As the competition has become more equalised over the last 15 years with a deeper, more tightly bunched field of contenders each season, what has separated the best in recent times has been those with a coaching edge, and who can offer something different when the going gets tough.

Success in the AFL in recent times has very much borne that out.

While the likes of Lance Franklin, Luke Hodge, Sam Mitchell and Jarryd Roughead played instrumental roles in the four premierships the Hawks claimed between 2008 and 2015, it was arguably Clarkson’s tactical prowess and revolutionary approach to the sport which consistently got the Hawks over the hump in tight spots.

From Clarkson’s famous defensive ‘cluster’ to his possession-dominant mantra, he and his coaching team were continually able to compliment a talented list with an edge in the coaching department.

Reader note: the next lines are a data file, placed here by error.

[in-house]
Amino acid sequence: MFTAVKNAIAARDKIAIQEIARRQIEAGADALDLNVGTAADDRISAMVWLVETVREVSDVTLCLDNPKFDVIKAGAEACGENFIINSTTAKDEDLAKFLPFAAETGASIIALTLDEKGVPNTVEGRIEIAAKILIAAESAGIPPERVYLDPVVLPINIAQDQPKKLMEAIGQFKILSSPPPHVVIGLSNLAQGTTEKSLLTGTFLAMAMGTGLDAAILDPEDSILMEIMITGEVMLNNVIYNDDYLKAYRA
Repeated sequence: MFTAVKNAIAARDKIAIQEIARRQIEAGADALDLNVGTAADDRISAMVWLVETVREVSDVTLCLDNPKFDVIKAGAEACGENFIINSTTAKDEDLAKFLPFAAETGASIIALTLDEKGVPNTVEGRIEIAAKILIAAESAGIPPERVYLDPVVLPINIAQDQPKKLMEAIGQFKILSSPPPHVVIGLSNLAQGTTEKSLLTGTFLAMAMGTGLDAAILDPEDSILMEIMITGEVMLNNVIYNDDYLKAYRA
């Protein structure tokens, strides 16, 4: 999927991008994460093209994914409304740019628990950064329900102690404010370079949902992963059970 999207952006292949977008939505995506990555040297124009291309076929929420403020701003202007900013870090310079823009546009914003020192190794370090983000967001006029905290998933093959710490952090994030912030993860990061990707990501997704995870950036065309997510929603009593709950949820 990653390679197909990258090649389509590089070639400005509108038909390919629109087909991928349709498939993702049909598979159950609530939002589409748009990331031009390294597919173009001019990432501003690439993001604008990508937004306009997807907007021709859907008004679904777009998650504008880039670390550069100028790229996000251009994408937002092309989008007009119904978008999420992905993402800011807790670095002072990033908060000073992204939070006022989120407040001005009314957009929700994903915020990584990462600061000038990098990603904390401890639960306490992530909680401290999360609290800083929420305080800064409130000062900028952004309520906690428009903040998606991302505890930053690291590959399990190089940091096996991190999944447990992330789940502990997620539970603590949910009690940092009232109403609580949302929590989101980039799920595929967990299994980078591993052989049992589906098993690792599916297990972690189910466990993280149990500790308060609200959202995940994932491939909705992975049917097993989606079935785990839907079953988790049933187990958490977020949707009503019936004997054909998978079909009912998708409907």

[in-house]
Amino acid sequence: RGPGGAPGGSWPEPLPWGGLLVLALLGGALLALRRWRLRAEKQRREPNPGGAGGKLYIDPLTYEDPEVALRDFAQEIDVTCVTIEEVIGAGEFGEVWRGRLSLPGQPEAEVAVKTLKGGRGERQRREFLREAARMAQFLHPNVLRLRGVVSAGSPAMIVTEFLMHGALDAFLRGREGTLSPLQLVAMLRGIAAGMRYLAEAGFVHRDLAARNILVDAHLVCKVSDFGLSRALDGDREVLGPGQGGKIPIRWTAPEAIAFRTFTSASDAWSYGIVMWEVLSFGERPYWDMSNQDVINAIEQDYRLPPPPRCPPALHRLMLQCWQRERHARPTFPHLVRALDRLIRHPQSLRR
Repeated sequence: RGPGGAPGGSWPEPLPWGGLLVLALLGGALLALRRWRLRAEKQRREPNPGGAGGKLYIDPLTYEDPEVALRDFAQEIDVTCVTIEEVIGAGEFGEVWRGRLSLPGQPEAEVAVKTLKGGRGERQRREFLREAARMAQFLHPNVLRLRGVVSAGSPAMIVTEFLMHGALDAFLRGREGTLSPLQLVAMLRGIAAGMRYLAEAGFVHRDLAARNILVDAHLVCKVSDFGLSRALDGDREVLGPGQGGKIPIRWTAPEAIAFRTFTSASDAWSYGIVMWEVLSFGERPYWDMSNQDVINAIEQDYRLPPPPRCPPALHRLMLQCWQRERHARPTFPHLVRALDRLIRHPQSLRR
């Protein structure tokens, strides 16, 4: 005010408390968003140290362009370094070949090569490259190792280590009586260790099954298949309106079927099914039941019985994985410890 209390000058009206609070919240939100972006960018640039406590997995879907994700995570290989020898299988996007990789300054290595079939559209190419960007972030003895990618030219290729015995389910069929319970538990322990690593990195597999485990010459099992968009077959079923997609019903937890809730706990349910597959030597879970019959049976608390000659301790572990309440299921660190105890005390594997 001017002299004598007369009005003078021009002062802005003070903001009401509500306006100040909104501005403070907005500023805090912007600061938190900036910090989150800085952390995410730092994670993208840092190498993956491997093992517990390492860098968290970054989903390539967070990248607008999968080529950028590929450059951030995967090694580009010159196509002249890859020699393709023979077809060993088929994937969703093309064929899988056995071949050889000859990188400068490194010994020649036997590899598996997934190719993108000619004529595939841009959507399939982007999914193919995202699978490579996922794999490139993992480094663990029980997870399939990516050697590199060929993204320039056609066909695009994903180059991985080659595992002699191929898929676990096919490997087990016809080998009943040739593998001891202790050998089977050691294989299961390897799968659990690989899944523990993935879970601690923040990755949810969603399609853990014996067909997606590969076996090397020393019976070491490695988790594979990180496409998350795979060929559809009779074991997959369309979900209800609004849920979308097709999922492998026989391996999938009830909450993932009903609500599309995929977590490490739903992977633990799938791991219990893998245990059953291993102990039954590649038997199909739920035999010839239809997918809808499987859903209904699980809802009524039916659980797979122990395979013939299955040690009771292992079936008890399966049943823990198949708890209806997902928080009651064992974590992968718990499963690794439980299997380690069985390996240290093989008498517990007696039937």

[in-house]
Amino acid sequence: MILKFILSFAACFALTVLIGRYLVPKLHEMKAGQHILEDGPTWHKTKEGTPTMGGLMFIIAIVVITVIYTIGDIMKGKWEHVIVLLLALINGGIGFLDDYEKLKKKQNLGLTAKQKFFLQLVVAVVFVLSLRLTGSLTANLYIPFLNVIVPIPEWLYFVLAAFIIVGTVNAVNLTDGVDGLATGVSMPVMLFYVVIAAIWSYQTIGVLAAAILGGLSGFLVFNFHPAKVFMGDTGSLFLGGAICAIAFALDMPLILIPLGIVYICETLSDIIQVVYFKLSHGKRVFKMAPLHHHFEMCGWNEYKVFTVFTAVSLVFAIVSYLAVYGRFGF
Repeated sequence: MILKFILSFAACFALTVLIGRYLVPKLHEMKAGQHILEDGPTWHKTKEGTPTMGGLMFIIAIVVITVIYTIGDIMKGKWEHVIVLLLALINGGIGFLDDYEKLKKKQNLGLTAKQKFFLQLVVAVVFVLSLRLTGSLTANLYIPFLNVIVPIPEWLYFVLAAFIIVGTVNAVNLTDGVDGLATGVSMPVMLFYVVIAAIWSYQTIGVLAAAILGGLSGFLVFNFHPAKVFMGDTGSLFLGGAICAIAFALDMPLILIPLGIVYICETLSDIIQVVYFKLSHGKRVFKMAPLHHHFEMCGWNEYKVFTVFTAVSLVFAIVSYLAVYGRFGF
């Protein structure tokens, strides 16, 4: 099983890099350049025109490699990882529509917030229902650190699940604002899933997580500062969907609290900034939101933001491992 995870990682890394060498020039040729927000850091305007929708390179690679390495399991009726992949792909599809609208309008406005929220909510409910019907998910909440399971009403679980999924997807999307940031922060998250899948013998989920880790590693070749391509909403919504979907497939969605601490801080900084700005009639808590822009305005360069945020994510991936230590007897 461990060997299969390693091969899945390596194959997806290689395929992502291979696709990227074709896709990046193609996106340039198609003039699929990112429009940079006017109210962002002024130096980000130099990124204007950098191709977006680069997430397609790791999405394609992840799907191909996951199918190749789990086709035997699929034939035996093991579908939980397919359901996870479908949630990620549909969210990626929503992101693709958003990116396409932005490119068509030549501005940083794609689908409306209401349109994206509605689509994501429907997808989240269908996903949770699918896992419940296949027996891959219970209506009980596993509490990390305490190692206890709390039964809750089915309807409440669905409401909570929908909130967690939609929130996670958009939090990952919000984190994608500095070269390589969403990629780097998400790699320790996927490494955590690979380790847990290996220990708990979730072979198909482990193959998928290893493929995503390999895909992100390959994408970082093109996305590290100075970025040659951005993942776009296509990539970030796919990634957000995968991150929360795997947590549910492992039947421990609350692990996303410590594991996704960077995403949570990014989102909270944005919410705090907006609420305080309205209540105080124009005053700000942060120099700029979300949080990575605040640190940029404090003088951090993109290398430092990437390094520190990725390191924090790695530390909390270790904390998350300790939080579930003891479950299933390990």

Damian Hardwick’s imprint on the Tigers is not at all dissimilar, with Richmond taking a revolutionary approach to many of the game’s apparent norms - shaking up the competition in the process.

Under Hardwick, the Tigers have boldly challenged the concept of winning the ball at the coalface, continually beaten in both clearance and overall possession numbers, preferring instead a more territorial focused gameplan, which has used its defensive unit and ability to intercept as its platform.

For many, Richmond’s style under Hardwick hasn’t been easy on the eye, however, there can be no doubting his significant contribution to both re-interpreting how the game can and should be played, and most importantly, how it can be won.


In recent seasons, the AFL has increasingly introduced concepts more traditionally associated with US sports. 

While the AFL has had the draft and salary cap in situ for decades, free agency has been one of the most recent developments with Richmond once again proving themselves ahead of the pack where list management is concerned. 

As indicated earlier, while Richmond’s draft mastery has been integral in their success, the role trading and free agency has played in recent times shouldn’t be underestimated.